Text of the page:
Two hours later, after the search warrant arrived, police at the Igelhart Street house stormed in, pointing an automatic handgun at the people inside. They handcuffed all the individuals inside, collected their personal information, and corralled them in the back garden. While police held the media activists and their friends there, members of the media, who had gathered in an adjoining backyard, interviewed I-Witness Video member Eileen Clancy from behind a fence. After completing their search, the police finally uncuffed everyone and departed. Within about two hours, the other I-Witness Video groups--who had been detained on bikes and in a car, all of whom also had their identifications verified and had undergone searches of various kinds--were also released.
During the raids, members of I-Witness Video managed to send out several email and text messages to supporters, legal support, and press. In response, hundreds of people called the office of the St. Paul Mayor Chris Coleman.
Among those individuals detained was Democracy Now! producer Elizabeth Press, who had her camera with her throughout the incident. This morning, Democracy Now! ran a news segment on the many preemptive raids that police have launched against activists in St. Paul this month, including the raid that I-Witness Video suffered on Saturday.
This was a clear effort to intimidate and undermine the work of I-Witness Video--a group that was remarkably successful in exposing police misconduct and outright perjury by police during the 2004 RNC. Out of 1800 arrests made that week, at least 400 were overturned based solely on video evidence which contradicted sworn statements by police officers.
Democracy Now! radio host Amy Goodman and two producers were arrested while covering demonstrations at the Republican convention in St. Paul, Minn. Goodman was released after being held for over three hours, but is still waiting to hear when Sharif Abdel Kouddous and Nicole Salazar would be released. . . . "I was down on the convention floor interviewing delegates when I heard that two of our producers had been arrested," said Goodman. "I ran down to Jackson and 7th Street, where the police had moved in." . . . Goodman said that when she ran up to find out what was going on, she was also arrested. . . . "They seriously manhandled me and handcuffed my hands behind my back. The top ID [at the convention] is to get on the floor and the Secret Service ripped that off me. I had my Democracy Now! ID too. I was clearly a reporter."
Pentagon Censors Internet Combat Videos (Oliver Poole, The Telegraph, 26 July 2006) The Pentagon is asking US soldiers in Iraq to stop posting private combat videos on to the internet amid fears that they could be regarded as anti-Arab. . . . Many of the digital clips feature explosions, gunfire and even dead bodies, [COMMENT by Lorenzo: Hey, it's a fucking WAR. What they expect to see in these videos.] with the images often set to a soundtrack of rock ballads, rap or heavy metal music. . . . Defence officials believe they could be interpreted as portraying the military as unsympathetic to Arabs and obsessed with barbarism. . . . [COMMENT by Lorenzo: The U.S. military IS barbaric . . . just watch some of the videos and you'll see what I mean.]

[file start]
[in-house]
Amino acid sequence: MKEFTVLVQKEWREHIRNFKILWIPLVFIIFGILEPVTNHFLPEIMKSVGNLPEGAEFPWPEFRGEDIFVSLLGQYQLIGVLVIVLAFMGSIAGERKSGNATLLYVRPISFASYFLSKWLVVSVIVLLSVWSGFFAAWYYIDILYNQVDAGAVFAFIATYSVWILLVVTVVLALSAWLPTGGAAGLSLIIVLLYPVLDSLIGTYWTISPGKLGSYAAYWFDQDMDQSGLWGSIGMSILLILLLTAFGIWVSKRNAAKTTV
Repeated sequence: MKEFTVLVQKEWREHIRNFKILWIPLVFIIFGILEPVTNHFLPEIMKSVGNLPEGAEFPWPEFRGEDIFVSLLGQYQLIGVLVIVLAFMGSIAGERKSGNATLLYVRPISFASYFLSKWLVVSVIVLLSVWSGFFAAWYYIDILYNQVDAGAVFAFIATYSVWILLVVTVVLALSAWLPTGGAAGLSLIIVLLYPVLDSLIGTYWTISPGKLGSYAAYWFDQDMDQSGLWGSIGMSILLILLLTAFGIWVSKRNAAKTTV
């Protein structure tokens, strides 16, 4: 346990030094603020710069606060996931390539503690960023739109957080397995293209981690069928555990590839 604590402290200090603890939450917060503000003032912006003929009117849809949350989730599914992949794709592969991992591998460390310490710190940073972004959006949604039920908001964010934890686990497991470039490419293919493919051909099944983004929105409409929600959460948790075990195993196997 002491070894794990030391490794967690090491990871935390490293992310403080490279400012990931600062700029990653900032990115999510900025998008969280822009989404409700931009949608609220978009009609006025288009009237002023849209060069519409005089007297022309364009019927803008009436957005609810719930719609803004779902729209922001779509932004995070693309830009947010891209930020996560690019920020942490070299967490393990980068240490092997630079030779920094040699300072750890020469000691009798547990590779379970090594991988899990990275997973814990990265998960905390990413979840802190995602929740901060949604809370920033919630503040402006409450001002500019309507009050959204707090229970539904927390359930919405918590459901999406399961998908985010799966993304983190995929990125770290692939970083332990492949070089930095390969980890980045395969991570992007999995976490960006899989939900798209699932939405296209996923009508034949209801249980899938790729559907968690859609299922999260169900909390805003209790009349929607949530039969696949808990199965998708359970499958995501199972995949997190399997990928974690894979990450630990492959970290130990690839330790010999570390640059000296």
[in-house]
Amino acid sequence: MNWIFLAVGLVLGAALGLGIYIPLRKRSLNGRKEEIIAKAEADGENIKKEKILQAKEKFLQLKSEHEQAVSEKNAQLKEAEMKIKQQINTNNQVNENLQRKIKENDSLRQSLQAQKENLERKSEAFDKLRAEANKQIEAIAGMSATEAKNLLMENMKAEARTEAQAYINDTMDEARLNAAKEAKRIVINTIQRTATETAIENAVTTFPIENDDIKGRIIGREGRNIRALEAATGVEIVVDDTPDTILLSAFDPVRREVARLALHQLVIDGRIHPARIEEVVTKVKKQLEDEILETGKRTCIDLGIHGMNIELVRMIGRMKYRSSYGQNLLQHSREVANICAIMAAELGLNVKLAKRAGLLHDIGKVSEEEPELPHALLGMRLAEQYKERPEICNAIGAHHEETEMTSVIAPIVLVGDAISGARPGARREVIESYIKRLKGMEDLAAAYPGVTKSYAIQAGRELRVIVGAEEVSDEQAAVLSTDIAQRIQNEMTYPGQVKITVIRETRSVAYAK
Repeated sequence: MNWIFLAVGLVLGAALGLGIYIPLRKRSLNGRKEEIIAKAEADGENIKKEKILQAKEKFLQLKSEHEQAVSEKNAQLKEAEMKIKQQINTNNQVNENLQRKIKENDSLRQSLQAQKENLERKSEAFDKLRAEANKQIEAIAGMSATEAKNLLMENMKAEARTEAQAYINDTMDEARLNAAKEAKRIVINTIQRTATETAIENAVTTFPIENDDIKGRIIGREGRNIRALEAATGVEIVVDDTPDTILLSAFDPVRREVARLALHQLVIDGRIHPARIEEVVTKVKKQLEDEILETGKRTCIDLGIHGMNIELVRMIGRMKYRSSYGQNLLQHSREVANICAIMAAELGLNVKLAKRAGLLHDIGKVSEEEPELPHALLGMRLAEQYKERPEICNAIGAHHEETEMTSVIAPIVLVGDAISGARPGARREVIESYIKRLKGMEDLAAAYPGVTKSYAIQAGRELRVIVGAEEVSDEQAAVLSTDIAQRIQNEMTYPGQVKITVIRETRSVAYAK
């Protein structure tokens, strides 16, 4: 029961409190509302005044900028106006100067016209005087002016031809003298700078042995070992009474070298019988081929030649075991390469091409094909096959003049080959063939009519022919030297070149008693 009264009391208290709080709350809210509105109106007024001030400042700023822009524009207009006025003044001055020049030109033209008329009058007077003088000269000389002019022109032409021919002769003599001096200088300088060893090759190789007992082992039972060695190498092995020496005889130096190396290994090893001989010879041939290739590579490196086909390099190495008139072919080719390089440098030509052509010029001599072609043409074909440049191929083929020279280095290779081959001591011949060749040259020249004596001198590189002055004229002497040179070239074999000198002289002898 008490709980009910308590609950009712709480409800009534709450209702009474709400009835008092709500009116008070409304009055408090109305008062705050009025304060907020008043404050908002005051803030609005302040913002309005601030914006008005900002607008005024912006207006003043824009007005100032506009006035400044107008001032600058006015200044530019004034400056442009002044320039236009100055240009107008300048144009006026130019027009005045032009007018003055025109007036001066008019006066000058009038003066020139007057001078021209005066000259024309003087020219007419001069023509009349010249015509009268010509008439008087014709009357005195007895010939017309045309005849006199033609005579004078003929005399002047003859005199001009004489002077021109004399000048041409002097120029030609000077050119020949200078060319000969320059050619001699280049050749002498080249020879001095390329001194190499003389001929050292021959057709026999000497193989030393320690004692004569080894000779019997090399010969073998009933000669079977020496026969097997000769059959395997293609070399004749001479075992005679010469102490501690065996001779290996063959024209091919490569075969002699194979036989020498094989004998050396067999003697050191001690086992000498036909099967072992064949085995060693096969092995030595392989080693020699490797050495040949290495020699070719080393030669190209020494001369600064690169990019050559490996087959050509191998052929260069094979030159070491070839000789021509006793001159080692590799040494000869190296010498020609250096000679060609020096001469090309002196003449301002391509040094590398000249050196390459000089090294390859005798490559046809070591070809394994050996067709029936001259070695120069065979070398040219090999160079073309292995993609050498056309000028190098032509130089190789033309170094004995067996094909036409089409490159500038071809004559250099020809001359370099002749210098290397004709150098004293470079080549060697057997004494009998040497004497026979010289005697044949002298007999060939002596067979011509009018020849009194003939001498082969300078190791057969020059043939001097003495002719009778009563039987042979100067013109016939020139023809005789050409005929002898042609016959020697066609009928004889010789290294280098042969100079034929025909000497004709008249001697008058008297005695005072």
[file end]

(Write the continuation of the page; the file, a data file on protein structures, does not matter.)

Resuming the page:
Hundreds of Iraq War Videos Online at YouTube.com In case you missed the announcement, that evil bastard Rumsfeld is doing his best to keep cameras away from the front lines of the Bush Crime Family's attack on the civilian population of Iraq. But if you go to YouTube.com and search on "Iraq combat" (no quotes) you'll find hundreds of videos posted by U.S. troops.
Here is one clip that shows how the U.S. tax dollars are being used to destroy the once lovely city of Fallujah:
India bloggers angry at net ban (BBC News, 19 July 2006) India's burgeoning blogging community is up in arms against a government directive that they say has led to the blocking of their web logs. . . . The country's 153 internet service providers (ISP) have blocked 17 websites since last week on federal government orders. . . . Some of these sites belong to Google's Blogspot, a leading international web log hosting service. . . . Indian bloggers say that the decision is an attack on freedom of speech. . . . A number of them have started filing petitions under the country's new landmark freedom of information law which gives citizens the right to access information held by the government. . . . Bloggers say the ban has meant that people do not even have access to blogs like the one set up to help the relatives of the victims of the recent train bombings in Mumbai (Bombay), www.mumbaihelp.blogspot.com. . . . Internet professionals and lawyers believe that blocking sites really serves no purpose in a large country like India with an increasingly thriving blogging community. . . . "The ISPs can block a specific site, but the person who runs it can easily tweak its name a bit and return," says Mr Tiwari. . . . There are an estimated 50 million internet users in India, according to ISP industry estimates. . . . Only seven million people subscribe to the internet, of whom 1.5 million receive broadband services.